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New South Korean Ambassador to Japan Kang Chang-il pledged Sunday to make every effort to improve relations between Tokyo and Seoul.

Noting that relations between the two countries are in the worst state since the 1965 diplomatic normalization, Kang said in an online meeting with Japanese media, “I will make efforts with a sense of responsibility on a mission to create future-oriented relations for coexistence and coprosperity.”

No signs of improvement are in sight for Japan-South Korea ties, which have deteriorate sharply over the issues of wartime labor and so-called comfort women — women who suffered under Japan’s military brothel system before and during World War II.

Kang, 68, will start his duties on Friday as the third ambassador to Japan under the government of South Korean President Moo Jae-in.

In a meeting with Kang on Thursday, Moon expressed hope that the new ambassador will play a role in developing bilateral ties further.

According to Kang, Moon said the two governments should prepare solutions to the pending problems through dialogue. The president was also quoted as saying that the two countries should cooperate where possible, including on the Tokyo Olympic Games.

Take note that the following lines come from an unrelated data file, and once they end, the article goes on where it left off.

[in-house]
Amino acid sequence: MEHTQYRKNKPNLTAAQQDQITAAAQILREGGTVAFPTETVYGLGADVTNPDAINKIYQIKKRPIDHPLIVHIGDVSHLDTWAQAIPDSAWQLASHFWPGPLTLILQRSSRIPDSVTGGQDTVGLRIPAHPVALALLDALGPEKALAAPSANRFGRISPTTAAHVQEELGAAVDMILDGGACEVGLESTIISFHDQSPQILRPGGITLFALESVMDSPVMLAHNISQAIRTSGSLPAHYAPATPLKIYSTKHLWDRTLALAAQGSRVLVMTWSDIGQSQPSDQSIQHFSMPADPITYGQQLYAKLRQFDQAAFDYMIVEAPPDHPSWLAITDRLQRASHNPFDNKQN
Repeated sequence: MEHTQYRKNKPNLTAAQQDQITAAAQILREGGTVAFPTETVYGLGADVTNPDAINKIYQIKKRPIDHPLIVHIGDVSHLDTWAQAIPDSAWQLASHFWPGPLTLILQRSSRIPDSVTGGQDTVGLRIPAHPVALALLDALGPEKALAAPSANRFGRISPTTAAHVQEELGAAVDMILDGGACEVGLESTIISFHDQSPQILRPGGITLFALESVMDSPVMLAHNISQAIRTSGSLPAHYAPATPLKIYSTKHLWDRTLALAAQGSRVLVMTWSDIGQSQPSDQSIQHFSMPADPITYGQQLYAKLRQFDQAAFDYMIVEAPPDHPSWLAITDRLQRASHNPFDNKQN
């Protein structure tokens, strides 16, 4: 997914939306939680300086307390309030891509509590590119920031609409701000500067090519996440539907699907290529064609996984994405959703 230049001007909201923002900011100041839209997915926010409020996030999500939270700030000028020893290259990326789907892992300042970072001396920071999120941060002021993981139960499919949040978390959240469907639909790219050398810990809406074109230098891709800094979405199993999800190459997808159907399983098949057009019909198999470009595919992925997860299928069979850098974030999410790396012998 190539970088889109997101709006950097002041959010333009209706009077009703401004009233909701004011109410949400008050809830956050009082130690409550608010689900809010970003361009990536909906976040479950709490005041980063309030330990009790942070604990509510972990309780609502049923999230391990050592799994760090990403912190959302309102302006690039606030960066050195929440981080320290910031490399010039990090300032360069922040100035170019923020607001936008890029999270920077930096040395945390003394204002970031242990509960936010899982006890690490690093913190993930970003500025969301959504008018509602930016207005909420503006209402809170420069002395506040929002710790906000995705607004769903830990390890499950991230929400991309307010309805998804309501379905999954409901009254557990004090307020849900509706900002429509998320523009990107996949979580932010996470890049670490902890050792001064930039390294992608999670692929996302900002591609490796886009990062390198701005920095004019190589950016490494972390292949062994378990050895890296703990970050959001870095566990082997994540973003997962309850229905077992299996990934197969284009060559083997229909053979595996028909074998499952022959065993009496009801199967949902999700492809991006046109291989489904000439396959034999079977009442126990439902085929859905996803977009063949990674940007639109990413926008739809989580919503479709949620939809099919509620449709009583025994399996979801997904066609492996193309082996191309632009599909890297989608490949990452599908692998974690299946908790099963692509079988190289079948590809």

Kang, who is from South Korea’s Jeju Island, earned a Ph.D. from the University of Tokyo after graduating from Seoul National University.

His father worked in Kure, Hiroshima Prefecture, as a member of the Imperial Japanese Navy during Japan’s 1910-1945 colonial rule of the Korean Peninsula. His parents also once lived in the city of Kobe. “I went there 30 years ago and I want to pay a visit again,” Kang said.

Kang won a seat on South Korea’s National Assembly for the first time in the 2004 election, running on the ticket of what is now the ruling Democratic Party. He was elected three more times and retired from the assembly following the expiration of his fourth term in May last year.

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